to illustrate the process for finding a linear regression equation by using technology: TI83/84 calculator; Excel; Statdisk.
We can use linear regression to make predictions if the variables have a strong correlation. This packet explores the relationship between brain size and IQ and determines if an IQ can be predicted from brain size - does a bigger brain size relate to a higher IQ? If it does, then we should be able to predict IQ based on brain size. If the correlation is not strong, then the best predictor of IQ would simply be the mean, 100.
Three technology solutions are presented. The first uses a TI84 calculator. The second shows how to do a trendline using Excel. The third video illustrates the solution using Statdisk, software that was developed by Mario Triola for his Elementary Statistics textbook.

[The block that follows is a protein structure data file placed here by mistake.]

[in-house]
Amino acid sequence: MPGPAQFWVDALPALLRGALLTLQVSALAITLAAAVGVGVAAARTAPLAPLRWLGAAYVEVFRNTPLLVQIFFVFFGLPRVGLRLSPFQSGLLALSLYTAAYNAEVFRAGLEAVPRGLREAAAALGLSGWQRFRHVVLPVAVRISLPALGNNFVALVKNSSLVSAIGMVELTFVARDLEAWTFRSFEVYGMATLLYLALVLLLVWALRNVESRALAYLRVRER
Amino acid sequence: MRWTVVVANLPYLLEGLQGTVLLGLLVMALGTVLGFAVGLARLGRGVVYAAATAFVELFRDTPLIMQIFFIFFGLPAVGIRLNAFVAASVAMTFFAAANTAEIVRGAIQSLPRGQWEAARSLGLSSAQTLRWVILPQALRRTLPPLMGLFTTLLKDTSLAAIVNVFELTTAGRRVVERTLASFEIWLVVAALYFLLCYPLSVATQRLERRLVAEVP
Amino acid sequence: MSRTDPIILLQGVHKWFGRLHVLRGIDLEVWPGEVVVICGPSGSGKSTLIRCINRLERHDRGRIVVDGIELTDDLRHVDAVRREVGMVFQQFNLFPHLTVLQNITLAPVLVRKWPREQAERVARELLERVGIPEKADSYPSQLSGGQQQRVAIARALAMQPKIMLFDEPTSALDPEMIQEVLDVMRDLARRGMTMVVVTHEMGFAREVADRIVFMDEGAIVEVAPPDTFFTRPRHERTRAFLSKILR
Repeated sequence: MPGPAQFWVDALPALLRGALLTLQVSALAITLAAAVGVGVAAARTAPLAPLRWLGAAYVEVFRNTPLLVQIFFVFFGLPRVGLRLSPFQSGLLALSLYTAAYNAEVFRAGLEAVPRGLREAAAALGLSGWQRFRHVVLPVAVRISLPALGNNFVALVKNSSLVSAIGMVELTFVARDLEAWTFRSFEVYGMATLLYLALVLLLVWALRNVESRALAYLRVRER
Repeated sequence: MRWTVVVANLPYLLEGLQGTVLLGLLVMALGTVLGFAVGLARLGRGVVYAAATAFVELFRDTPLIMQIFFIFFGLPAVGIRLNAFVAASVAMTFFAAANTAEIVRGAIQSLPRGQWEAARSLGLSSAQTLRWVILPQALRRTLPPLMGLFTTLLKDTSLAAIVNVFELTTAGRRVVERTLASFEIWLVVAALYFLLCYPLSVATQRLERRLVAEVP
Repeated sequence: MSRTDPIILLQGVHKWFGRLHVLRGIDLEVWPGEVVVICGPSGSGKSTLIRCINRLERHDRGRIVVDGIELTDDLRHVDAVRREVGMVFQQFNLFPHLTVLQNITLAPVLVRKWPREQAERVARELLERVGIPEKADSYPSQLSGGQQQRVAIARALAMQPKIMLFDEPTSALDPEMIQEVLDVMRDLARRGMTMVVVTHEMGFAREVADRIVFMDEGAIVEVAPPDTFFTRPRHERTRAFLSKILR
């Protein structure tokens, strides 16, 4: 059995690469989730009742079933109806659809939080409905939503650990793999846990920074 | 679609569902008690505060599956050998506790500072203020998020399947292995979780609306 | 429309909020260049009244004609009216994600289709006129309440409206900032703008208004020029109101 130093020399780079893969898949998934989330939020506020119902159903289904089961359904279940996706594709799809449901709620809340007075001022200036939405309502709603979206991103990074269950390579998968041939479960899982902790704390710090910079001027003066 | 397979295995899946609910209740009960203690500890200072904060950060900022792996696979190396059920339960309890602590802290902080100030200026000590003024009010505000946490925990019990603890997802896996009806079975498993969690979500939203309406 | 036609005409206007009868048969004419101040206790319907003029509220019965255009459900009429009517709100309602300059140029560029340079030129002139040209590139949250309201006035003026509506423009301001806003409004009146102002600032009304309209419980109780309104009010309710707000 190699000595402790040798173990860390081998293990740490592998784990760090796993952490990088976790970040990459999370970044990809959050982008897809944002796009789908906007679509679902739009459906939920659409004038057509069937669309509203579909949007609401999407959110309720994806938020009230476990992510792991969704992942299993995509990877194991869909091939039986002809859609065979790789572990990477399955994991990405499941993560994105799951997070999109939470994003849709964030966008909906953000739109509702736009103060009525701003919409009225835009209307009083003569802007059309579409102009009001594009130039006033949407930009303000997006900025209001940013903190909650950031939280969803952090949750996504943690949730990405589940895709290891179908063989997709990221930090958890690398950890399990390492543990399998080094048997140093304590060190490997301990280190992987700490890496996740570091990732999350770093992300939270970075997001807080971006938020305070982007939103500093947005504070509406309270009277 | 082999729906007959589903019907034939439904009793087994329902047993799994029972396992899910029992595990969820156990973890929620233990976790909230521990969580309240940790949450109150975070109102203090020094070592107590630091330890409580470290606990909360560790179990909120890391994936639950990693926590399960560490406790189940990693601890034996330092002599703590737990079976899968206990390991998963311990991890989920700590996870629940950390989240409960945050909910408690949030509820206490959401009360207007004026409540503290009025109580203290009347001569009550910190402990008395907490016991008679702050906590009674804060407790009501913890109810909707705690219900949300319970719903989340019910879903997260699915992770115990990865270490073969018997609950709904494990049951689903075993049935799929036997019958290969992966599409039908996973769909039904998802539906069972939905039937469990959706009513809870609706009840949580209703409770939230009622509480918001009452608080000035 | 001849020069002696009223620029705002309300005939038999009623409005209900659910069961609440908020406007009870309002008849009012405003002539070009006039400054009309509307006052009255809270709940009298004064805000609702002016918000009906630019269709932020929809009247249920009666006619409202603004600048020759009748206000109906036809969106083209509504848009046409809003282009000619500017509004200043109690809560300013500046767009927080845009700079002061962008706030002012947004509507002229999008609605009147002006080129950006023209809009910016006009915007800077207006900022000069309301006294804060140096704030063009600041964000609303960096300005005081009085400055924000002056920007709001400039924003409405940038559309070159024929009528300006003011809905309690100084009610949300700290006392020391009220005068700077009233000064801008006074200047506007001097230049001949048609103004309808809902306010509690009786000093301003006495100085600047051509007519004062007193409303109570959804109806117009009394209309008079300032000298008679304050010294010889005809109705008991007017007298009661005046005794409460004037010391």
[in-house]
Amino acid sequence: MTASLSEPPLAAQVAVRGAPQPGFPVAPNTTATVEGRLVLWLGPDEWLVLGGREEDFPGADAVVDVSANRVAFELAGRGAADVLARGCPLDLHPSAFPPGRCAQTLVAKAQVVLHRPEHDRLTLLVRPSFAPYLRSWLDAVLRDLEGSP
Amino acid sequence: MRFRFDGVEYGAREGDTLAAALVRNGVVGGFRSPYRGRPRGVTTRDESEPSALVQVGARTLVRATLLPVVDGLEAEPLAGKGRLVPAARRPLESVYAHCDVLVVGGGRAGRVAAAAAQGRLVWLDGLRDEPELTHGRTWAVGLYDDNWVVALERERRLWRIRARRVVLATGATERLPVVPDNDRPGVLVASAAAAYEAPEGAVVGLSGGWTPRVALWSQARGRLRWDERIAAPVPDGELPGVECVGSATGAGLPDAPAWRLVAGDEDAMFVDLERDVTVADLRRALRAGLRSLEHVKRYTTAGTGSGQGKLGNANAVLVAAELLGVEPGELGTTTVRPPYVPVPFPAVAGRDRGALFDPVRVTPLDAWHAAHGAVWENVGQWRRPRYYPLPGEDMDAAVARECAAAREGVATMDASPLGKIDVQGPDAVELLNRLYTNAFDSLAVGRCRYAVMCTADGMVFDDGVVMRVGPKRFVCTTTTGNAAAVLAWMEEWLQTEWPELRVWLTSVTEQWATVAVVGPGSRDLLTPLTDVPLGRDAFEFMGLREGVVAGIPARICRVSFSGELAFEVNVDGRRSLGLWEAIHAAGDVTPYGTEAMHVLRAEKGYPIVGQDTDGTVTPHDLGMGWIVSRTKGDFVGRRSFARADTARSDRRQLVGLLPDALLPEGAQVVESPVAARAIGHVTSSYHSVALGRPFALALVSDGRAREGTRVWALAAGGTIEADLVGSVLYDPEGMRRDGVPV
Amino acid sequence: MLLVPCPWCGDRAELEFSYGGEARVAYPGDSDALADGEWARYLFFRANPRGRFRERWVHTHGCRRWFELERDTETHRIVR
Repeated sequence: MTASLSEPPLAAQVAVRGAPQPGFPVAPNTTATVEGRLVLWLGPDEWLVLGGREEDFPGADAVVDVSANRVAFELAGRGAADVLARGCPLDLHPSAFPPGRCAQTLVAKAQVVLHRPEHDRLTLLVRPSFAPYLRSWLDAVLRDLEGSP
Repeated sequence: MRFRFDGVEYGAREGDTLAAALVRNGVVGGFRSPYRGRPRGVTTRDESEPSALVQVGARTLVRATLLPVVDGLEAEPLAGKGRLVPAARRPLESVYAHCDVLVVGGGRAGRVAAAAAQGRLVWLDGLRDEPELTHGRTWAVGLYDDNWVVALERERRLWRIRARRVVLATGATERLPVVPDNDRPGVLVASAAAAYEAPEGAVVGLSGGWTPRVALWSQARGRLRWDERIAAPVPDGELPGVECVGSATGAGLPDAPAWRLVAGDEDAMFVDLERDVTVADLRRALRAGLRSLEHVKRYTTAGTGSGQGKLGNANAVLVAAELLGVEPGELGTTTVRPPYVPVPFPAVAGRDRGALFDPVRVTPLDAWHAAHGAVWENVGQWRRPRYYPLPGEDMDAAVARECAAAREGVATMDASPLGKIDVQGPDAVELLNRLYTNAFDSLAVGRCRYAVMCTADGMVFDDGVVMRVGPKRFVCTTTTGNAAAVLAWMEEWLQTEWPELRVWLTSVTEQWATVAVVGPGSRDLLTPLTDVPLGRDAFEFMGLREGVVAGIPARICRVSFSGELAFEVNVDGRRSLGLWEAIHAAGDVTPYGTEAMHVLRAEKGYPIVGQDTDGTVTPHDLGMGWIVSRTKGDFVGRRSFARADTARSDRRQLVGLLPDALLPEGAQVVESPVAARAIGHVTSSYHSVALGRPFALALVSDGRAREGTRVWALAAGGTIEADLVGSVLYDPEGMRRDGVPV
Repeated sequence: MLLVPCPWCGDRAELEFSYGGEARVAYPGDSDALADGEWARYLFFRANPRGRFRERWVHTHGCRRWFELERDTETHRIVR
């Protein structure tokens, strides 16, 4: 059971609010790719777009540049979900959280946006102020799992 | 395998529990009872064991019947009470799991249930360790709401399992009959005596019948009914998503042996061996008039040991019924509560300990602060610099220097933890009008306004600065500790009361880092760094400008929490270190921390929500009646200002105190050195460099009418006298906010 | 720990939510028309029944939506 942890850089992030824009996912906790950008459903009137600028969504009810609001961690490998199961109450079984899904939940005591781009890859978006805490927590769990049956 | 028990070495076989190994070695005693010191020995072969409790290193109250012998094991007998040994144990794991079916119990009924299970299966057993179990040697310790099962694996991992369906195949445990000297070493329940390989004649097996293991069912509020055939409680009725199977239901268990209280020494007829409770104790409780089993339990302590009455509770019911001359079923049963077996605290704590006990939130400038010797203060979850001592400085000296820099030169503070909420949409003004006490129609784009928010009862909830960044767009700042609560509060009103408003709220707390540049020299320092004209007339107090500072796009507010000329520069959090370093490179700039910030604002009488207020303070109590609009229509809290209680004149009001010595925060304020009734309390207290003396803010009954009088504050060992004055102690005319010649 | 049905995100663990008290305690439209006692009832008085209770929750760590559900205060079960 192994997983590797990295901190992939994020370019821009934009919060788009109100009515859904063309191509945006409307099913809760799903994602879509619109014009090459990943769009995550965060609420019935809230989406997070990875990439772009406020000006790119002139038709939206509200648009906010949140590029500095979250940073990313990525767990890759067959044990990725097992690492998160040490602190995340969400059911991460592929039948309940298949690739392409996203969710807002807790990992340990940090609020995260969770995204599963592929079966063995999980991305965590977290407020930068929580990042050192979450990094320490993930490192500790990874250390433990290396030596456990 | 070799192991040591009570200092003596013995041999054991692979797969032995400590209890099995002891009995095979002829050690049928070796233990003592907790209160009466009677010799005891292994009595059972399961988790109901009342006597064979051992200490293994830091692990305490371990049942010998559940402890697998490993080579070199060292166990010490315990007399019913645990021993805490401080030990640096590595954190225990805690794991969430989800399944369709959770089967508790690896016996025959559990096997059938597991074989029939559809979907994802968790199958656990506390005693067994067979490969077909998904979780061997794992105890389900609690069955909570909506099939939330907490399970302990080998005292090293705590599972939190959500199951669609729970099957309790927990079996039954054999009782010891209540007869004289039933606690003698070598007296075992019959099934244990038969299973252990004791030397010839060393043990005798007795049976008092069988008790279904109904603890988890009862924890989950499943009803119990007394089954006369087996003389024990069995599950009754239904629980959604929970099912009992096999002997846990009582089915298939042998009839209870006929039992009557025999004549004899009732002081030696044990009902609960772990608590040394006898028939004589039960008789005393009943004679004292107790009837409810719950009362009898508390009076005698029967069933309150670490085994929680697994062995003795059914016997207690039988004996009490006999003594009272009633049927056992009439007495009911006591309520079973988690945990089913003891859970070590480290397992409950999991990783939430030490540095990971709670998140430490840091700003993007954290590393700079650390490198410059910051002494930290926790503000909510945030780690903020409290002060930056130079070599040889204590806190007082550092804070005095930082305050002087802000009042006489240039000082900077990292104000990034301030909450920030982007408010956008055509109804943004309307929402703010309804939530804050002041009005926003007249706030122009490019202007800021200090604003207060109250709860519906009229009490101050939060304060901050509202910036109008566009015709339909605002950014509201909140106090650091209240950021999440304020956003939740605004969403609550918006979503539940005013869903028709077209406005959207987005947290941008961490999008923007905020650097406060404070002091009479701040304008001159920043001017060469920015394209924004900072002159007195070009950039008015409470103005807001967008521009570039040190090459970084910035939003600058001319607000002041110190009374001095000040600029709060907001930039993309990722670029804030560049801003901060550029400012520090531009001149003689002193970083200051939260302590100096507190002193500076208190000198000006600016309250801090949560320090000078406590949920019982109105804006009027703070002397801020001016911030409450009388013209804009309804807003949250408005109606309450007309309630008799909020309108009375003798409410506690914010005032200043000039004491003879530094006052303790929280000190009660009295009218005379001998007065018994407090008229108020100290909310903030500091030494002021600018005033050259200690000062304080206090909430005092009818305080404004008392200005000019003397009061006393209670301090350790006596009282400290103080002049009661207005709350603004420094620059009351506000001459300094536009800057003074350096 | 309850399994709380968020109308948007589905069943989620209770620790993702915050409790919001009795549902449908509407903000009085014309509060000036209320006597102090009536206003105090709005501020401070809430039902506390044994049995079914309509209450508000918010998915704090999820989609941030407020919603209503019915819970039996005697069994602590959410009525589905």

The table gives brain sizes and IQs for 10 subjects. We want to find the best predicted IQ of someone with a brain size of 1275 cm^{3}.
Brain Size (cm^{3}) |
965 |
1029 |
1030 |
1285 |
1049 |
1077 |
1037 |
1068 |
1176 |
1105 |
IQ |
90 |
85 |
86 |
102 |
103 |
97 |
124 |
125 |
102 |
114 |
Should we use linear regression? We need to examine the data and decide whether regression is appropriate. If it is, we can obtain a prediction from the regression line. If it is not appropriate, we should simply use the mean IQ score as the best predictor.
Source: Elementary Statistics, 11th edition, Mario Triola
Determine the linear regression line for brain size vs. IQ using the data provided. Decide whether linear regression is appropriate. What is the best predictor of IQ in this case: brain size or mean IQ?
Based on the regression, with a brain size of 1275 cm^{3} we would predict an IQ of 71.8+0.0286(1275) = 108.
But since a linear relation is not supported, we would instead use the mean IQ score of 100 as the best predictor, independent of brain size.